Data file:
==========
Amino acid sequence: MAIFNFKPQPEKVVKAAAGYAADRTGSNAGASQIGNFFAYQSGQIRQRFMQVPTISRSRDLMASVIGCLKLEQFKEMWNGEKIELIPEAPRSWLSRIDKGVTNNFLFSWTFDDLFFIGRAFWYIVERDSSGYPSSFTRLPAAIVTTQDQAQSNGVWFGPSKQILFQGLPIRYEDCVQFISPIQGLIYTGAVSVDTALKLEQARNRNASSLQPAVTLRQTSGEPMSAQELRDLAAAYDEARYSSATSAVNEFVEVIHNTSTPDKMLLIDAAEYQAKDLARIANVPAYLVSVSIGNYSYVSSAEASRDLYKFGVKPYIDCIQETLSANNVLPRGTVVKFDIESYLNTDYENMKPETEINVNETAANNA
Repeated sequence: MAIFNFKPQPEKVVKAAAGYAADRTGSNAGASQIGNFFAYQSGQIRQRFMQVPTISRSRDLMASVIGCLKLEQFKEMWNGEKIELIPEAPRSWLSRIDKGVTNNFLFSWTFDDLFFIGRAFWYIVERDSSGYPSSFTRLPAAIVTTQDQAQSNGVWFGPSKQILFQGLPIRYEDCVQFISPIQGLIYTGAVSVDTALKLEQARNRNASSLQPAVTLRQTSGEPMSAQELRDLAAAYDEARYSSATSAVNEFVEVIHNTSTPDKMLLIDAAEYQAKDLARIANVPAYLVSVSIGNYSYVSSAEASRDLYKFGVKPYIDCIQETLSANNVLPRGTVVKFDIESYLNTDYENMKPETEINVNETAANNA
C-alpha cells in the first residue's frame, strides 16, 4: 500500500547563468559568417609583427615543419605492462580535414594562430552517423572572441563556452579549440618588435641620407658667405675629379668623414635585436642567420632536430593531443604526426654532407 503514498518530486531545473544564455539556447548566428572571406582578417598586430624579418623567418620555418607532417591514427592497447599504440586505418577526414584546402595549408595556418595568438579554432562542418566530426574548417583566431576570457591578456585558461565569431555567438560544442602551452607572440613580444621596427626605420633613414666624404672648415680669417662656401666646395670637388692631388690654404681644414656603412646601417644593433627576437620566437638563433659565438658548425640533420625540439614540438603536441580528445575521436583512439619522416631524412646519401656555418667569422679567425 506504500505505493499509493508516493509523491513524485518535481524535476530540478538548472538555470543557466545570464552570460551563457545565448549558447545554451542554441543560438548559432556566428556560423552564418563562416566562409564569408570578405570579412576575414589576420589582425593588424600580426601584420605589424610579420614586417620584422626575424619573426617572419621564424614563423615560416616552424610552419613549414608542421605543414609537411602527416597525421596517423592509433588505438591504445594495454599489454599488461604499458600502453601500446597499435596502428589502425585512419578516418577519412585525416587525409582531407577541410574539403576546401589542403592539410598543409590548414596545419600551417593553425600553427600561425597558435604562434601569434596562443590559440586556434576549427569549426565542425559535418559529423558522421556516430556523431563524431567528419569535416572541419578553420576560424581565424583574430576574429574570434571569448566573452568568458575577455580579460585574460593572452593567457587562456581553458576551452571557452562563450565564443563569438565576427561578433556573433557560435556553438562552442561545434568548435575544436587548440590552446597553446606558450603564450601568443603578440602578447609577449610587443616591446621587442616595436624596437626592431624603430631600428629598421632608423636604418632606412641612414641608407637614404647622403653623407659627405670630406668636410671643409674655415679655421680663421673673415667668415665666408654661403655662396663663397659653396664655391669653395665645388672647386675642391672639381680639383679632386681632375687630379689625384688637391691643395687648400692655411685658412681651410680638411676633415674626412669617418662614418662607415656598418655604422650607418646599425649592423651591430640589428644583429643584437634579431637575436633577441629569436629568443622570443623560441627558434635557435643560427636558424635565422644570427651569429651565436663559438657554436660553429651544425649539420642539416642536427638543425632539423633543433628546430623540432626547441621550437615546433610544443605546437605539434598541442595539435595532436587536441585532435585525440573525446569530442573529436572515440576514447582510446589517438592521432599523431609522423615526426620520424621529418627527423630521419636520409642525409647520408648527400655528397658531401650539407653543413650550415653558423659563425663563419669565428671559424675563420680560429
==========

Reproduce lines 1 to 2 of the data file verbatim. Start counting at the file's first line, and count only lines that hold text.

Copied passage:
Amino acid sequence: MAIFNFKPQPEKVVKAAAGYAADRTGSNAGASQIGNFFAYQSGQIRQRFMQVPTISRSRDLMASVIGCLKLEQFKEMWNGEKIELIPEAPRSWLSRIDKGVTNNFLFSWTFDDLFFIGRAFWYIVERDSSGYPSSFTRLPAAIVTTQDQAQSNGVWFGPSKQILFQGLPIRYEDCVQFISPIQGLIYTGAVSVDTALKLEQARNRNASSLQPAVTLRQTSGEPMSAQELRDLAAAYDEARYSSATSAVNEFVEVIHNTSTPDKMLLIDAAEYQAKDLARIANVPAYLVSVSIGNYSYVSSAEASRDLYKFGVKPYIDCIQETLSANNVLPRGTVVKFDIESYLNTDYENMKPETEINVNETAANNA
Repeated sequence: MAIFNFKPQPEKVVKAAAGYAADRTGSNAGASQIGNFFAYQSGQIRQRFMQVPTISRSRDLMASVIGCLKLEQFKEMWNGEKIELIPEAPRSWLSRIDKGVTNNFLFSWTFDDLFFIGRAFWYIVERDSSGYPSSFTRLPAAIVTTQDQAQSNGVWFGPSKQILFQGLPIRYEDCVQFISPIQGLIYTGAVSVDTALKLEQARNRNASSLQPAVTLRQTSGEPMSAQELRDLAAAYDEARYSSATSAVNEFVEVIHNTSTPDKMLLIDAAEYQAKDLARIANVPAYLVSVSIGNYSYVSSAEASRDLYKFGVKPYIDCIQETLSANNVLPRGTVVKFDIESYLNTDYENMKPETEINVNETAANNA